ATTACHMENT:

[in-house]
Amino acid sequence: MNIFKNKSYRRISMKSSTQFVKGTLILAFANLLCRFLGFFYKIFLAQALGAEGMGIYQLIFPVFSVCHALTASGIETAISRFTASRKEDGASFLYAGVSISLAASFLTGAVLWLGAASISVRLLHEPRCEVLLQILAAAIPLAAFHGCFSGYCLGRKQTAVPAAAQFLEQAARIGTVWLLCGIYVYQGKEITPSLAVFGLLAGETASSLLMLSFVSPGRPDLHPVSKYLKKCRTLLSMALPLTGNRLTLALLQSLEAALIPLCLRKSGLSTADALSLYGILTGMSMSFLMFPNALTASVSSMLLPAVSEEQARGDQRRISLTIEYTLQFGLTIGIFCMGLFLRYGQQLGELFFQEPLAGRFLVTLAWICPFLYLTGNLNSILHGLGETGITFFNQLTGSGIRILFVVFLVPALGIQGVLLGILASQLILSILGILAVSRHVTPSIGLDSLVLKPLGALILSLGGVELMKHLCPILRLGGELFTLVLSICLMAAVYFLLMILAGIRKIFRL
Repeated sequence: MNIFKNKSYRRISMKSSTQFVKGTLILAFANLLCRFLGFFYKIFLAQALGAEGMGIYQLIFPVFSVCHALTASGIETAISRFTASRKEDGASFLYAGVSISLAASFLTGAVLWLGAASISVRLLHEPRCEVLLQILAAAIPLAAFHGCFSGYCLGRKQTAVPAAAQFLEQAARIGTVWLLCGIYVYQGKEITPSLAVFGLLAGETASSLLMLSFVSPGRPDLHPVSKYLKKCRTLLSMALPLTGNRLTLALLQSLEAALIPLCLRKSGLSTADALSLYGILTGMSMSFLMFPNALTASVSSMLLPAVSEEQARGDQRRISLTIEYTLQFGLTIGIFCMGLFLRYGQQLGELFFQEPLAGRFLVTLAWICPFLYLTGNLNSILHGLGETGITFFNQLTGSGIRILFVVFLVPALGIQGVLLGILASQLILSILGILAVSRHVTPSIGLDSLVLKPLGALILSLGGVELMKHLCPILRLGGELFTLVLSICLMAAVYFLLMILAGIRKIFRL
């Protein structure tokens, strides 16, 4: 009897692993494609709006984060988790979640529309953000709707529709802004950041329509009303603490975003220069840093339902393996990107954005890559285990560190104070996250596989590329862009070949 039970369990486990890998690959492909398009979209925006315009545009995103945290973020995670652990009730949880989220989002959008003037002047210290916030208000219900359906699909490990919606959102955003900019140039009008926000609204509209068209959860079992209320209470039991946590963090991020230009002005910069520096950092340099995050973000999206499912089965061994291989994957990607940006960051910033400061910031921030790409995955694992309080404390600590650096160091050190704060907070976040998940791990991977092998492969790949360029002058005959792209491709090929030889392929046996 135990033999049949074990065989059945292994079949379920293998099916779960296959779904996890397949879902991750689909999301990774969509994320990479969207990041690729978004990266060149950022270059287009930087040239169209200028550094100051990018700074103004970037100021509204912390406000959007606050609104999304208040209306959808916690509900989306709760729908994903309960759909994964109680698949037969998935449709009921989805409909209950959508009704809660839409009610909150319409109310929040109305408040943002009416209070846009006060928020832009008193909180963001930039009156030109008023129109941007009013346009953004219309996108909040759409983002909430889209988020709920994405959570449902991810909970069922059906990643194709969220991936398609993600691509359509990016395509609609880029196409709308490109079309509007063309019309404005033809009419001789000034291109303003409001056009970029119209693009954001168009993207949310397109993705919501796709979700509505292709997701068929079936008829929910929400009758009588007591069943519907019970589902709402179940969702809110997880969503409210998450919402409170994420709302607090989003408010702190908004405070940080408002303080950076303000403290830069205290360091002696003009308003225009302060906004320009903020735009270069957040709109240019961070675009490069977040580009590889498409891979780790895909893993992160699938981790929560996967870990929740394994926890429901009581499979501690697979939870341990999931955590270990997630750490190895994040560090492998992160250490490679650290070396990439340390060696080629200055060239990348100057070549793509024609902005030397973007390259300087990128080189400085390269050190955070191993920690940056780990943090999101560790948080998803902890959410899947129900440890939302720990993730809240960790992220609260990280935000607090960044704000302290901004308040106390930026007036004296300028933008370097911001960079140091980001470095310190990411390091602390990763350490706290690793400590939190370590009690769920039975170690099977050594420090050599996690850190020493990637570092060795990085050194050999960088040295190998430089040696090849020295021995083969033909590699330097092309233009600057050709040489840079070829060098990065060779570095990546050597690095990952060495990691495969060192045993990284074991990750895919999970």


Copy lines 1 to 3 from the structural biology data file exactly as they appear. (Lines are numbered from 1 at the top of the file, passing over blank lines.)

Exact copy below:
[in-house]
Amino acid sequence: MNIFKNKSYRRISMKSSTQFVKGTLILAFANLLCRFLGFFYKIFLAQALGAEGMGIYQLIFPVFSVCHALTASGIETAISRFTASRKEDGASFLYAGVSISLAASFLTGAVLWLGAASISVRLLHEPRCEVLLQILAAAIPLAAFHGCFSGYCLGRKQTAVPAAAQFLEQAARIGTVWLLCGIYVYQGKEITPSLAVFGLLAGETASSLLMLSFVSPGRPDLHPVSKYLKKCRTLLSMALPLTGNRLTLALLQSLEAALIPLCLRKSGLSTADALSLYGILTGMSMSFLMFPNALTASVSSMLLPAVSEEQARGDQRRISLTIEYTLQFGLTIGIFCMGLFLRYGQQLGELFFQEPLAGRFLVTLAWICPFLYLTGNLNSILHGLGETGITFFNQLTGSGIRILFVVFLVPALGIQGVLLGILASQLILSILGILAVSRHVTPSIGLDSLVLKPLGALILSLGGVELMKHLCPILRLGGELFTLVLSICLMAAVYFLLMILAGIRKIFRL
Repeated sequence: MNIFKNKSYRRISMKSSTQFVKGTLILAFANLLCRFLGFFYKIFLAQALGAEGMGIYQLIFPVFSVCHALTASGIETAISRFTASRKEDGASFLYAGVSISLAASFLTGAVLWLGAASISVRLLHEPRCEVLLQILAAAIPLAAFHGCFSGYCLGRKQTAVPAAAQFLEQAARIGTVWLLCGIYVYQGKEITPSLAVFGLLAGETASSLLMLSFVSPGRPDLHPVSKYLKKCRTLLSMALPLTGNRLTLALLQSLEAALIPLCLRKSGLSTADALSLYGILTGMSMSFLMFPNALTASVSSMLLPAVSEEQARGDQRRISLTIEYTLQFGLTIGIFCMGLFLRYGQQLGELFFQEPLAGRFLVTLAWICPFLYLTGNLNSILHGLGETGITFFNQLTGSGIRILFVVFLVPALGIQGVLLGILASQLILSILGILAVSRHVTPSIGLDSLVLKPLGALILSLGGVELMKHLCPILRLGGELFTLVLSICLMAAVYFLLMILAGIRKIFRL